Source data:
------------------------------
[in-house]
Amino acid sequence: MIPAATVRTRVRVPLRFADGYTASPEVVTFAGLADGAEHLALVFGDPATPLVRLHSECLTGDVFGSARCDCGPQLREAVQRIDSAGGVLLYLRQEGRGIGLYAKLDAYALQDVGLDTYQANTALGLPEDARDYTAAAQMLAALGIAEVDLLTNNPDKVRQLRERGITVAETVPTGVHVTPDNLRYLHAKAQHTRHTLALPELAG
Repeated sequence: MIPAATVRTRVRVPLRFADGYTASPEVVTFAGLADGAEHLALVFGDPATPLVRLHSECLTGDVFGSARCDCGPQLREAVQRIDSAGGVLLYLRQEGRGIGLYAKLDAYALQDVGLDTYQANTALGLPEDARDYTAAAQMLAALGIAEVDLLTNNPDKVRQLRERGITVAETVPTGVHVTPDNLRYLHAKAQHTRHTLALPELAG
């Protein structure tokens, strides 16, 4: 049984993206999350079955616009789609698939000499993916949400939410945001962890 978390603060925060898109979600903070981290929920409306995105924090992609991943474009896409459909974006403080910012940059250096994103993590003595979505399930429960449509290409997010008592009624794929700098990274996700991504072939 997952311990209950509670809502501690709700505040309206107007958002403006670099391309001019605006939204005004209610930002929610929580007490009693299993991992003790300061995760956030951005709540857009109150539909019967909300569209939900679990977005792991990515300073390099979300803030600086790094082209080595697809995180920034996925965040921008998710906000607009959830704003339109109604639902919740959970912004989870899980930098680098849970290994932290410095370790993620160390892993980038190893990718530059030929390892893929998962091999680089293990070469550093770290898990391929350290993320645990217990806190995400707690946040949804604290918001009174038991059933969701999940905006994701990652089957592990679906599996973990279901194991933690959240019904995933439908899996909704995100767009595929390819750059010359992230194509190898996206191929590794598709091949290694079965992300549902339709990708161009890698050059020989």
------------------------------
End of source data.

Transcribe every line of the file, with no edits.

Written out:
[in-house]
Amino acid sequence: MIPAATVRTRVRVPLRFADGYTASPEVVTFAGLADGAEHLALVFGDPATPLVRLHSECLTGDVFGSARCDCGPQLREAVQRIDSAGGVLLYLRQEGRGIGLYAKLDAYALQDVGLDTYQANTALGLPEDARDYTAAAQMLAALGIAEVDLLTNNPDKVRQLRERGITVAETVPTGVHVTPDNLRYLHAKAQHTRHTLALPELAG
Repeated sequence: MIPAATVRTRVRVPLRFADGYTASPEVVTFAGLADGAEHLALVFGDPATPLVRLHSECLTGDVFGSARCDCGPQLREAVQRIDSAGGVLLYLRQEGRGIGLYAKLDAYALQDVGLDTYQANTALGLPEDARDYTAAAQMLAALGIAEVDLLTNNPDKVRQLRERGITVAETVPTGVHVTPDNLRYLHAKAQHTRHTLALPELAG
């Protein structure tokens, strides 16, 4: 049984993206999350079955616009789609698939000499993916949400939410945001962890 978390603060925060898109979600903070981290929920409306995105924090992609991943474009896409459909974006403080910012940059250096994103993590003595979505399930429960449509290409997010008592009624794929700098990274996700991504072939 997952311990209950509670809502501690709700505040309206107007958002403006670099391309001019605006939204005004209610930002929610929580007490009693299993991992003790300061995760956030951005709540857009109150539909019967909300569209939900679990977005792991990515300073390099979300803030600086790094082209080595697809995180920034996925965040921008998710906000607009959830704003339109109604639902919740959970912004989870899980930098680098849970290994932290410095370790993620160390892993980038190893990718530059030929390892893929998962091999680089293990070469550093770290898990391929350290993320645990217990806190995400707690946040949804604290918001009174038991059933969701999940905006994701990652089957592990679906599996973990279901194991933690959240019904995933439908899996909704995100767009595929390819750059010359992230194509190898996206191929590794598709091949290694079965992300549902339709990708161009890698050059020989």